• I really liked how the criteria for assessment was made well known

  • Clearly explained how the lecturer reached her grading conclusions

  • Made clear expectations of course

Improved Assessment Feedback

The student evaluation scores (USE) relating to feedback on learning and overall satisfaction were high compared with Faculty averages. Feedback on assessment assisted my learning in this unit of study (Item 8 in the survey) showed substantial improvement across all three units with the level of agreement increasing by at least 12 percentage points to range 63-89%. The Faculty benchmark is 70% strongly agree/agree and a movement of 10% is generally viewed as a noteworthy achievement. Thus, this response to item 8 is strong data, especially when it is compared to the Faculty score of 59% on that item. It is the survey item most closely related to the functionality of ReView and suggests that the online system and changes that happened as a result of the 'review' process had significant impact on feedback assisting student learning.

This quantitative evidence of improvement in feedback on assessment is confirmed by analysis of students' qualitative comments on the 2006 and 2007 student USEs. There were many negative comments in 2006 which referred to lack of feedback. The comments in 2007 indicated that the students were both pleased with the feedback and received more feedback, specifically through ReView. In one unit of study, 100% of comments were positive in 2007.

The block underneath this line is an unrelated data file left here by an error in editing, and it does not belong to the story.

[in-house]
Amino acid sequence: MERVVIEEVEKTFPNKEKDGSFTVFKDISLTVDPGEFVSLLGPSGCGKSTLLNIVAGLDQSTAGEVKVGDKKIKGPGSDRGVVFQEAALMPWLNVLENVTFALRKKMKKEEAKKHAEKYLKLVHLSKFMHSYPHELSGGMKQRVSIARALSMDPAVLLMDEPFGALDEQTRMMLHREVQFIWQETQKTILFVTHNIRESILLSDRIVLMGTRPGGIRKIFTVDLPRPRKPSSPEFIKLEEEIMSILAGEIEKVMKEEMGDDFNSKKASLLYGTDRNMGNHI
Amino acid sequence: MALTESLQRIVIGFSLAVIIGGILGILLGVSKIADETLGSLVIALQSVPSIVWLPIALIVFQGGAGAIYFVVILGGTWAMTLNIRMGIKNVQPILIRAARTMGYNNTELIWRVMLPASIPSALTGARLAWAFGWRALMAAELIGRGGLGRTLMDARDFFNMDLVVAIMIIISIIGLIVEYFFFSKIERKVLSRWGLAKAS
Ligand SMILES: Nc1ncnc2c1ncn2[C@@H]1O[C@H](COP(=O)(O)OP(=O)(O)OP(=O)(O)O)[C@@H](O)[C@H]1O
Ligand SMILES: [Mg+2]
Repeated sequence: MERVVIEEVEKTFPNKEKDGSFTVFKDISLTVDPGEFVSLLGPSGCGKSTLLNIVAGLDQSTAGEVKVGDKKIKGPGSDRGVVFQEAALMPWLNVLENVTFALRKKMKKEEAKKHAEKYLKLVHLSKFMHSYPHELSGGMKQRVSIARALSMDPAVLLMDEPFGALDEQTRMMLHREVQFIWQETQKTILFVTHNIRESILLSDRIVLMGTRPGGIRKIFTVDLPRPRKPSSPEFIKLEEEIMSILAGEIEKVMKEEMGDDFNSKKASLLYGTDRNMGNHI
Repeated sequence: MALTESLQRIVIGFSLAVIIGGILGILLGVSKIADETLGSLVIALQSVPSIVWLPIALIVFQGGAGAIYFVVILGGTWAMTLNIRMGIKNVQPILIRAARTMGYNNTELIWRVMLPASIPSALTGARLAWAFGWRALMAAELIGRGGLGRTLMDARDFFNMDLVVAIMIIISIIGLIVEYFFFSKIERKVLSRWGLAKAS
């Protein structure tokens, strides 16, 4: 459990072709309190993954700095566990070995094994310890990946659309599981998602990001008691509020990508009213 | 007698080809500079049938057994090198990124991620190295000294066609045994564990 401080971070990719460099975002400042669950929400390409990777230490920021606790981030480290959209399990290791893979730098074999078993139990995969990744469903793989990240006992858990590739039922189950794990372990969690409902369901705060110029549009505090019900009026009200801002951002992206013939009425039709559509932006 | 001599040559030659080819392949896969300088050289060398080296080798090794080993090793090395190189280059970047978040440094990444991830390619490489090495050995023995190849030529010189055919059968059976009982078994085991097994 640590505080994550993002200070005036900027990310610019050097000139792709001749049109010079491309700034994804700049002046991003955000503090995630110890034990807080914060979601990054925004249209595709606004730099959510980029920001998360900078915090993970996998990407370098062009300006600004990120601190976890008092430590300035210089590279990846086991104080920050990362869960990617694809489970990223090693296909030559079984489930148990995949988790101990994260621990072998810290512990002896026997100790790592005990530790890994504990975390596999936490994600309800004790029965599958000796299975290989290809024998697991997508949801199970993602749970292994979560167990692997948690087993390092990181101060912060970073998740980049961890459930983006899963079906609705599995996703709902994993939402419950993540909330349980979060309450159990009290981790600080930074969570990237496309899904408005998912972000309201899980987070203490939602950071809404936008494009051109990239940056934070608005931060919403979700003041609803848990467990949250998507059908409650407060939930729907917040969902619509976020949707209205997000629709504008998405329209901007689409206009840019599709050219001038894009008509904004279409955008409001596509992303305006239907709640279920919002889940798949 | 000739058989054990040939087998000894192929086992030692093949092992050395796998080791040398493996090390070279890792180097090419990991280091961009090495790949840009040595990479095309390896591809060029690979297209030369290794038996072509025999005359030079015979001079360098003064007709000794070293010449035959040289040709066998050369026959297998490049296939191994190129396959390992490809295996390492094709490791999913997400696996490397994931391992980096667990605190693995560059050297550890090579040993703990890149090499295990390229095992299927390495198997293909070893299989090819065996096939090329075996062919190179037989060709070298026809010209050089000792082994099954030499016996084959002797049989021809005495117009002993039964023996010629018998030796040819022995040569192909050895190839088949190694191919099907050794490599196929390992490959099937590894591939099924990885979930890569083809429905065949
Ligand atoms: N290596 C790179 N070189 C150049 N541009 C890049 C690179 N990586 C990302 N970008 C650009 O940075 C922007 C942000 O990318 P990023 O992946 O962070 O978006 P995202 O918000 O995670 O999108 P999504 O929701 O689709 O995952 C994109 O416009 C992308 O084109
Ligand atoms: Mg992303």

Furthermore, student USE comments drew attention to the use of ReView facilitating feedback throughout the semester. Sample comments specifically mentioning ReView were:

  • Great feedback system on Blackboard (online ReView)
  • Review system lets people improve
  • Review was great and in depth – not only gave a mark, but also in depth comment, class average and were scored in different components
  • Peer evaluation and Review was good – enabling a mid-way evaluation
  • Review program gave quick and clear feedback
  • Mid-semester feedback and other feedback enabled improvement of marks
  • The ReView program was very useful and indicated clearly the outcomes achieved (or not)
  • The use of the electronic assessment form was excellent in communicating the reason for my mark
  • Very detailed feedback, not just ticks on assignments was good
  • Review and comments very thorough

Two cohorts completed the student survey focusing on their experience of ReView and graduate attributes at the end of semester. One survey was conducted with hard copy in class and the other electronically. The third, planned as an online survey was not conducted in a timely manner due to tutor illness. The results are therefore incomplete, not affording full analysis. However, it is demonstrable from this student survey that the experience with online feedback for assessment, using ReView, was a very positive experience for one of the cohorts; whereas for another cohort, that experience was not positive.